* Graphic: sterling and gilt yields bit.ly/2dgAXn1
* Graphic: World FX rates in 2016 tmsnrt.rs/2egbfVh
By Abhinav Ramnarayan
LONDON, Dec 13 Sterling rose on Tuesday as
investors awaited British inflation data for November, helped by
finance minister Philip Hammond's comments supporting a
staggered transition period for the country's exit from the
Hammond backed the idea on Monday of a transition period to
smooth the Brexit process and said EU countries also stood to
gain from a gradual British withdrawal.
That drove sterling as high as $1.27 overnight and it was
trading 0.1 percent stronger on the day in early deals in London
"Given this optimistic sentiment regarding a smooth divorce
with the EU, we expect cable to continue trading higher for a
while, at least ahead of the Bank of England policy meeting on
Thursday," said IronFX analyst Charalambos Pissouros.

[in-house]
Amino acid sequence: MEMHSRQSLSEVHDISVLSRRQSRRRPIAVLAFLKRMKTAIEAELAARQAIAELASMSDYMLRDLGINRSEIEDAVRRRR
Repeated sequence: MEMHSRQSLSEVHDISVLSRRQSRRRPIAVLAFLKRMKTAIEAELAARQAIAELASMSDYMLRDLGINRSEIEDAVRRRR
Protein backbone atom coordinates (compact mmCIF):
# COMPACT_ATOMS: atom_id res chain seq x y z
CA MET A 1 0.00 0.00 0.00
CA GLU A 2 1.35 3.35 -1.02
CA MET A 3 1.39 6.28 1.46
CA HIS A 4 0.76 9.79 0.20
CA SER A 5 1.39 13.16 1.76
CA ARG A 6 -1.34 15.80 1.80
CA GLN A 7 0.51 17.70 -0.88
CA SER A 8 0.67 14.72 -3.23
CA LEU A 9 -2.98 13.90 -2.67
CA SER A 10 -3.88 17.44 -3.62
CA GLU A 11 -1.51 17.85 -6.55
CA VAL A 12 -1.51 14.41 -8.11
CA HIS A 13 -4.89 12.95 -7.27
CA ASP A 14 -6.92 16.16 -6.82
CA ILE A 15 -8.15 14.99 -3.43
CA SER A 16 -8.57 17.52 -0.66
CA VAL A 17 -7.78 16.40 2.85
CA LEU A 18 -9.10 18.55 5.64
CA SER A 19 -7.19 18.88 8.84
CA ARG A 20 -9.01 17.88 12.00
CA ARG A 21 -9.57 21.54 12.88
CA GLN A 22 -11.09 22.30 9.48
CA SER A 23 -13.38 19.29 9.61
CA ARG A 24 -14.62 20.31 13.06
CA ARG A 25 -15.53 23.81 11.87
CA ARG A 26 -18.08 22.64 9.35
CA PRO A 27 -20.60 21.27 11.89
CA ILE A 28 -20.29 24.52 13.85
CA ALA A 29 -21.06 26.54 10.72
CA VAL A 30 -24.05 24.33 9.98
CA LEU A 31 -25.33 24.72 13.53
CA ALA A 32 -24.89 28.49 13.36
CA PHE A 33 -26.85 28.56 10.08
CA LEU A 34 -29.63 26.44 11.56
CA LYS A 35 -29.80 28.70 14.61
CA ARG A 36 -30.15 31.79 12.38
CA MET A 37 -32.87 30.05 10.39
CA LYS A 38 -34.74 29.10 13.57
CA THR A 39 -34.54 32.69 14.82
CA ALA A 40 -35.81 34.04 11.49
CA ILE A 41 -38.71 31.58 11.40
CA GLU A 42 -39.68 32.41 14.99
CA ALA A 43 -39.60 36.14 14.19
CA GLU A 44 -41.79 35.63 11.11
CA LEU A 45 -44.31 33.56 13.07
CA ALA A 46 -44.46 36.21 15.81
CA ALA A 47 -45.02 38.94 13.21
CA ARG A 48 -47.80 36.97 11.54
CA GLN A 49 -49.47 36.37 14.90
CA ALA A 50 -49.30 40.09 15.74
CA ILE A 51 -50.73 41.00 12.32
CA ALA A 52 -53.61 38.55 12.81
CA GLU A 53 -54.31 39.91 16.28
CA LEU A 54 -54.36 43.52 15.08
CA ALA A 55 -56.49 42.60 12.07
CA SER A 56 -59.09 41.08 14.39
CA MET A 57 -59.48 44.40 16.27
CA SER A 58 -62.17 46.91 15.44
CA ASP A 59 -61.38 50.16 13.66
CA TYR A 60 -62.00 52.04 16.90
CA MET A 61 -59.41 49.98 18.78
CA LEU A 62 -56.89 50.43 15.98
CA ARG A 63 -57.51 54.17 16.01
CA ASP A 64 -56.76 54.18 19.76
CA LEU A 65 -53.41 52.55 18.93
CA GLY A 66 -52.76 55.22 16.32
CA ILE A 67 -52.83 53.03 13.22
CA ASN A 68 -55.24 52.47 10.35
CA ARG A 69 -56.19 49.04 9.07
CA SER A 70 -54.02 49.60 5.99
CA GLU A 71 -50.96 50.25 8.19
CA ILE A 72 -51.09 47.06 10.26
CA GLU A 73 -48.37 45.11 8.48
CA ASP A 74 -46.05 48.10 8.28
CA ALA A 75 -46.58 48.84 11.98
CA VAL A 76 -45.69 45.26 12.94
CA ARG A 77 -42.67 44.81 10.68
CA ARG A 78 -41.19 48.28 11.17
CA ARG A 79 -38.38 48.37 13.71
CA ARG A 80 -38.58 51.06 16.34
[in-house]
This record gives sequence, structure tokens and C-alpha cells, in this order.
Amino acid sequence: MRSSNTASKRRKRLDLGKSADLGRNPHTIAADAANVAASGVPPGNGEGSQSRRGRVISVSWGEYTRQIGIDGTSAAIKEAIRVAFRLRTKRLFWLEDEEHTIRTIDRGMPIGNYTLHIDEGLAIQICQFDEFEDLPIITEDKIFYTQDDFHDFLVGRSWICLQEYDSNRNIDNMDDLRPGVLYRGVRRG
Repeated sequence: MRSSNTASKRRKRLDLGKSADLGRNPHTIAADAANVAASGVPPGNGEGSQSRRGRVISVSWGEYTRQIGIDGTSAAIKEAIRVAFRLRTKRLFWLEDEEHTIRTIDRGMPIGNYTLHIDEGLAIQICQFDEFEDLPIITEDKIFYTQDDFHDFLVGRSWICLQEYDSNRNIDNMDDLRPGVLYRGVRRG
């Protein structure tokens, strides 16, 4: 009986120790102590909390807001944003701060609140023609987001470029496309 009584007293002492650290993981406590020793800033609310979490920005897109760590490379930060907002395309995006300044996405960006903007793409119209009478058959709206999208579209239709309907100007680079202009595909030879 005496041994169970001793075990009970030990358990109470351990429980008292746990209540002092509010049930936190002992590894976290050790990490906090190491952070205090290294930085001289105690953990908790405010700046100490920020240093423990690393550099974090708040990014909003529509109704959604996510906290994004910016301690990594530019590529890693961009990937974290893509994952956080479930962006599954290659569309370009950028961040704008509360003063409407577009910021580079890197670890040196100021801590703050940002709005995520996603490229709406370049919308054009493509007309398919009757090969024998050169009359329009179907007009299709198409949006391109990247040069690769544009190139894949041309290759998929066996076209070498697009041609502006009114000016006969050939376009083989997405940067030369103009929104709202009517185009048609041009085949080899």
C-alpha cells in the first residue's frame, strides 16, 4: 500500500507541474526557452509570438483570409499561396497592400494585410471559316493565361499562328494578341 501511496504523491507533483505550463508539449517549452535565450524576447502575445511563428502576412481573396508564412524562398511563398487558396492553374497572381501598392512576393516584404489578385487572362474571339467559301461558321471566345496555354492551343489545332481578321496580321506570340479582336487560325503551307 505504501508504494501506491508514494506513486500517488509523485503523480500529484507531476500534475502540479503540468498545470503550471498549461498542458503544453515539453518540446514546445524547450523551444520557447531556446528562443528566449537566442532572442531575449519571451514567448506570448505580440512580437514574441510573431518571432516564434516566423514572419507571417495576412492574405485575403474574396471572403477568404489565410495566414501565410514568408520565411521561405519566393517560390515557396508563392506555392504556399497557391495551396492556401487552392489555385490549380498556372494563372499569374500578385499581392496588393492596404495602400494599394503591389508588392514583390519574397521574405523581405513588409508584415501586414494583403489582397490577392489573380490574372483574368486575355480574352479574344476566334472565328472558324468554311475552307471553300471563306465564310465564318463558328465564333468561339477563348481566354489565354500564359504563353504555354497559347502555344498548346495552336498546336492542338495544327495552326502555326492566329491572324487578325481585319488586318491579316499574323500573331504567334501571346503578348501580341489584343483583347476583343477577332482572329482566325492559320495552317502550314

Hammond's remarks are the latest to strengthen investor
hopes for a "soft Brexit" that prioritises maintaining strong
economic ties with Europe over the need for strong immigration
Pissouros and others said sterling could breach the $1.2700
level again although much would depend on how the dollar
performs in the run-in to Wednesday's Federal Reserve policy
statement, widely expected to raise interest rates for the first
time in a year.
Before then, eyes will be on domestic inflation figures at
0930 GMT on Tuesday, expected to show a slight annual rise in
consumer prices to 1.1 percent in November.
Many economists expect prices to come under more pressure
next year as sterling's weakness feeds through to the cost of
imports, but market pricing suggests UK interest rates will be
on hold until the end of 2018 given the economic risks of the
"If inflation runs above target and consumption manages to
hold up, then a delay of nearly two years before raising rates
could seem excessive," said City Index head of research,
Kathleen Brooks. "Thus, a higher than expected CPI reading today
could lead to a readjustment in the UK rate markets."
(Editing by Patrick Graham and Catherine Evans)